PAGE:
These days when discussing web APIs, a RESTful approach is usually assumed. While this modern architectural paradigm is often used, it isn’t always the best tact depending on the job at hand. The fact is that SOAP is still being used quite a lot today. While not all problems can be elegantly solved with SOAP, it may still be the best choice in some specific situations. Crazy talk? It’s true!


Banking, billing, and teleco industries can benefit from using SOAP

In this article, we offer different scenarios where using SOAP not only makes sense but might even be the best available option. Operations related to billing, calculation of transportation routes, and banking are good examples of cases that could benefit from using SOAP’s features.

What makes SOAP powerful is that it is independent of any specific transport layer. This means that it is not restricted to solely transmitting over HTTP (as does REST), allowing communication with other protocols. Using SOAP over SMTP, for instance, lends itself to the rapid development of an API that requires asynchronous communication over a flaky channel. Alternatively, REST-based APIs attempting similar functionality will require one to write a lot of code and deploy a lot of infrastructure.

We’ll also define stateless and stateful operations and how SOAP can help create workflows and transactions. Let’s begin by exploring how formal, machine readable contracts are sometimes needed to guarantee that operations are performing as expected, and how this can be easily achieved with SOAP.

Formal Contracts Within SOAP Reduce Misinterpretation

Some situations applications require a formal contract between the web service provider and its consumers. SOAP is helpful because this process is clearly defined, leaving no room for misinterpretation. A formal contract is usually needed on mission critical apps mostly used on a large scale and affecting a large number of consumers. Examples include:

  • Billing: telecommunication operators, for instance, connect numerous systems in order to identify client consumption and generate billing information.
  • Navigation: transportation and shipping companies combine information from different sources in order to calculate the best routes.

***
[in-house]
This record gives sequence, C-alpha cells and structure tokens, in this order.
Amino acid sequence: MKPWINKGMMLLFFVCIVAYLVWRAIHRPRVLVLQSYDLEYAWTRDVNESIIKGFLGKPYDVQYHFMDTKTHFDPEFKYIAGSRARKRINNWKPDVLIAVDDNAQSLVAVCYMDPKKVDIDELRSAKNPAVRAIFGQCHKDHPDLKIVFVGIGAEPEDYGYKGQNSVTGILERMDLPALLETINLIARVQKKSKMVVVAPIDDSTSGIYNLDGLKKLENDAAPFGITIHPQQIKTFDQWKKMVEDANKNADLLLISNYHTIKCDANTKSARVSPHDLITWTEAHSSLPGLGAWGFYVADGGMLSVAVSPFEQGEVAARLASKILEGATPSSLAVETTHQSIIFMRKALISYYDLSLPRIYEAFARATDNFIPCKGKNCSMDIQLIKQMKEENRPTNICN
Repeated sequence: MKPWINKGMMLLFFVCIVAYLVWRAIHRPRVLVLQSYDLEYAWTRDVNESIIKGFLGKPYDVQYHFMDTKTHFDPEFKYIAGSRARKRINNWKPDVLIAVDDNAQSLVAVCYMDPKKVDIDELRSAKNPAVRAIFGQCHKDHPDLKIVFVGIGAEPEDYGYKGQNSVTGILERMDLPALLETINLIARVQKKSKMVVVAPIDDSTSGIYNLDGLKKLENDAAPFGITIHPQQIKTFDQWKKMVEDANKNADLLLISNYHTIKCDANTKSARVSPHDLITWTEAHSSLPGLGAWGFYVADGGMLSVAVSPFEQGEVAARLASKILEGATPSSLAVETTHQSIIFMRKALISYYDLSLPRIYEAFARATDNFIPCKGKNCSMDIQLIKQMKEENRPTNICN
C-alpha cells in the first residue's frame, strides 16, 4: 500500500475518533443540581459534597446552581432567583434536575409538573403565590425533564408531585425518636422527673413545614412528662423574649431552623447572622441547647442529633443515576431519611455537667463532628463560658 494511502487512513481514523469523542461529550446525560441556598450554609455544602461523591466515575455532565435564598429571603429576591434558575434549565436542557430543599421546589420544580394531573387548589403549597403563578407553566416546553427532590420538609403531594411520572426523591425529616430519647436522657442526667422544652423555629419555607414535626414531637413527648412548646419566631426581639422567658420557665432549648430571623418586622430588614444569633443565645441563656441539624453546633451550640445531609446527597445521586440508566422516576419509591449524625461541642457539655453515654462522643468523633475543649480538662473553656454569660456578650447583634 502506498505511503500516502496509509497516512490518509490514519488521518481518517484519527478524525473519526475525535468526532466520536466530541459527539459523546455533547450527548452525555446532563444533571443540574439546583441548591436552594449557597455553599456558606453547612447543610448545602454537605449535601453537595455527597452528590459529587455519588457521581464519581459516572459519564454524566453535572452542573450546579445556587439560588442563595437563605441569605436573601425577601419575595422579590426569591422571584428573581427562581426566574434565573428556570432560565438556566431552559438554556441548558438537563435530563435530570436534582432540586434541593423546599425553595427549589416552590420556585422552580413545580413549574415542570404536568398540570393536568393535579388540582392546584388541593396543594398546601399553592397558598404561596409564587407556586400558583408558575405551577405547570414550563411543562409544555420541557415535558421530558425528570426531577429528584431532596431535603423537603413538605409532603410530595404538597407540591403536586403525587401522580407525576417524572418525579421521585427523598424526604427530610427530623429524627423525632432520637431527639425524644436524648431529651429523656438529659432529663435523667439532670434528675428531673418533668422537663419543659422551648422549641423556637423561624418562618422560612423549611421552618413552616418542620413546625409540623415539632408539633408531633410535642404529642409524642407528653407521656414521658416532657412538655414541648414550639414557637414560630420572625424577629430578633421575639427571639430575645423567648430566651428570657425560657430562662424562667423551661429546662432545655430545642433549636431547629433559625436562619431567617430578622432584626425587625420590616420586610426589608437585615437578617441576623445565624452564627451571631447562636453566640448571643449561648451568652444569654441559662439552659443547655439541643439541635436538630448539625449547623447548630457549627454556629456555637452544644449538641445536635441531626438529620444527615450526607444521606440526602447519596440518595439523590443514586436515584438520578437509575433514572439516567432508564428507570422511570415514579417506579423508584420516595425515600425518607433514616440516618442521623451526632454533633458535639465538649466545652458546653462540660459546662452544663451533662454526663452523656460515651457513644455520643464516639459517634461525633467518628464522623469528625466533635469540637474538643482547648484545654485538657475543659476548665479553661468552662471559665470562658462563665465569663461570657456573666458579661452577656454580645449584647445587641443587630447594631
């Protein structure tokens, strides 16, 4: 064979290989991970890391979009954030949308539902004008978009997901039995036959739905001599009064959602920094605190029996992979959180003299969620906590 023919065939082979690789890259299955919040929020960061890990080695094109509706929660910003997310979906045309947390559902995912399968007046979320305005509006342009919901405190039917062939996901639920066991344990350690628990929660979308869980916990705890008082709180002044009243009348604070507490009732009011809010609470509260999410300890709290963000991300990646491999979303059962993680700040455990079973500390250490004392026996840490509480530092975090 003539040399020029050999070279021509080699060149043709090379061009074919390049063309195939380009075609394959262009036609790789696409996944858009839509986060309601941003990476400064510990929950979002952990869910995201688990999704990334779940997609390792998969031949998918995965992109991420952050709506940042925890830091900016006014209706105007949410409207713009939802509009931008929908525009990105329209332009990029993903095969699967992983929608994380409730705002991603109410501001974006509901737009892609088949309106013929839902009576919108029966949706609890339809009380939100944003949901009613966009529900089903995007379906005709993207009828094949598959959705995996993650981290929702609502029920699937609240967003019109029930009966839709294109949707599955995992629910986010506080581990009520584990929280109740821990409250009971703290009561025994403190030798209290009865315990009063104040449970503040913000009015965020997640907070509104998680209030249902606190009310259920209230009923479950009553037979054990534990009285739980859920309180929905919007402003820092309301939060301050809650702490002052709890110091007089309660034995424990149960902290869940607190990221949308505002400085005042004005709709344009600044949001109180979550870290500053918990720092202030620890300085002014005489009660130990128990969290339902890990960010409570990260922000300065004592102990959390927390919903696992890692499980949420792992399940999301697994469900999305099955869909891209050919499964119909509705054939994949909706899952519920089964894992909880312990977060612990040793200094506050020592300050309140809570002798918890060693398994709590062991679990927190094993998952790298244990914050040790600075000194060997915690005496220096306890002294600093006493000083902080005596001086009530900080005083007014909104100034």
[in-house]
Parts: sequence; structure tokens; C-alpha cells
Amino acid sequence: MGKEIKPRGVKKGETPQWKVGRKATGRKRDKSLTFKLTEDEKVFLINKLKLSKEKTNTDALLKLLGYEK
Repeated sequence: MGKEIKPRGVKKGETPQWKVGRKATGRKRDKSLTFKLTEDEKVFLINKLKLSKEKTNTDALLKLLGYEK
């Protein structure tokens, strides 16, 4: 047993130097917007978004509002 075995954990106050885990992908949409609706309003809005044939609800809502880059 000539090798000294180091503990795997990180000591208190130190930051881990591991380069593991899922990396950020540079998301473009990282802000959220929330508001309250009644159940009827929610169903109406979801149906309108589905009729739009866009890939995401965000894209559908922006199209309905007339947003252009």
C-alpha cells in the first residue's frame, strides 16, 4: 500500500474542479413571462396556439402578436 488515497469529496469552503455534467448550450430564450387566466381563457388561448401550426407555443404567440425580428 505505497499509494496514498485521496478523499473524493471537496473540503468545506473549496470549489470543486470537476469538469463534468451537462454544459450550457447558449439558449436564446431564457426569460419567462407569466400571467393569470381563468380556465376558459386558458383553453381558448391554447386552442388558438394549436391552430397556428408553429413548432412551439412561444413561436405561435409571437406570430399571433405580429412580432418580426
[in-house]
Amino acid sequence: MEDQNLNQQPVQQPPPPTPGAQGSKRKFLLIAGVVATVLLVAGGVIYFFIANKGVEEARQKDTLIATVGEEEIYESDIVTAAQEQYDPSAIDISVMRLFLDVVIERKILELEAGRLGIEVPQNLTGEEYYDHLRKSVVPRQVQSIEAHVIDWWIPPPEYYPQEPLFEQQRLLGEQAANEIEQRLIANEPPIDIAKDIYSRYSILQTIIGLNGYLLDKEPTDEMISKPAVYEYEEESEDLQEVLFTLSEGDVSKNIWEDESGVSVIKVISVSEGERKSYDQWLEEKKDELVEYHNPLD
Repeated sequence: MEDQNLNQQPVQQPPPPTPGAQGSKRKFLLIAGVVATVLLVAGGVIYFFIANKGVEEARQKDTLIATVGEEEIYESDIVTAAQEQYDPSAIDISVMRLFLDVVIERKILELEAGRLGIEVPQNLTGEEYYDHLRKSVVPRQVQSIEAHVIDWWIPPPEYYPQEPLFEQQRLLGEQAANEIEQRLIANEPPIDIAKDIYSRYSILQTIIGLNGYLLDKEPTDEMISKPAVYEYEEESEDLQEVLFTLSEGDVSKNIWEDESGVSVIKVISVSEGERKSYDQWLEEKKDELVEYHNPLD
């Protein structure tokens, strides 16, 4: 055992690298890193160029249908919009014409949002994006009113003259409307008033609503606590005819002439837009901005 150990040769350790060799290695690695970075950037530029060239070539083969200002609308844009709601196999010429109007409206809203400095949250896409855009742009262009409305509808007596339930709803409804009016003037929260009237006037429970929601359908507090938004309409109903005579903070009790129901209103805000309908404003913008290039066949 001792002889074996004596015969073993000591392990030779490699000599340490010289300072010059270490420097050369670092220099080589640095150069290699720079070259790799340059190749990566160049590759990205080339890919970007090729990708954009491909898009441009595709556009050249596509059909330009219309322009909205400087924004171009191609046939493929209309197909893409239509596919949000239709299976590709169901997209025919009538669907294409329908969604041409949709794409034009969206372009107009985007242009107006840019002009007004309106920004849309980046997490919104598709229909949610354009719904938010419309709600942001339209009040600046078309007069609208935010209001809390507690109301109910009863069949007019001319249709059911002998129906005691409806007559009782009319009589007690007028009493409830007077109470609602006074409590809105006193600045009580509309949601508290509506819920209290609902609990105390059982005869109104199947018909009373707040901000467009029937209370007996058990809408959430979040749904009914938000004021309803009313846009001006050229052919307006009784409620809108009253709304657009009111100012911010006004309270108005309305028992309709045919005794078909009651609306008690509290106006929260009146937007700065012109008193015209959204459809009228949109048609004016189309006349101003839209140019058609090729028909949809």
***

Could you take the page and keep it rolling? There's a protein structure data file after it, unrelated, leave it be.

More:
• City management: anything from traffic lights to sewage systems where interoperability needs to work in a predictable fashion.
  • Electric power transmission: electricity companies change the way power arrives at homes by reading sensor data and remotely changing electricity routing.

SOAP has the ability to describe and make consumers follow formal contracts by using the Web Services Description Language or, in short, WSDL. WSDL is an XML-based definition language used to describe what a web service provider is offering and how it should be consumed. XML employs the following terminologies:

  • Service: a description of the service, including its name, namespace, available documentation, and information about existing endpoints.
  • Endpoint: information describing an endpoint, including its name, namespace, its address and any available documentation. Endpoints also let you define extensions which bring different functionality.
  • Binding: description of how to actually consume the web service, from a message and transmission protocol point of view.
  • Interface: information about the sequence of messages that a provider exchanges with consumers. Interfaces can be extended to allow inheritance.
  • Operation: a group of related messages exchanged between parties. Rules that define how messages are passed are described by the message exchange pattern.
  • Type: description of the data types allowed on an operation. To avoid soft-typing, all data types must be defined by the contract.

As you can see, everything is clearly defined by a machine readable contract. Leaving no room for misinterpretation means that all Web service calls have expected outcomes and side effects are minimized. This is the perfect scenario for situations where you can’t immediately control the output of an operation because it works in an asynchronous way.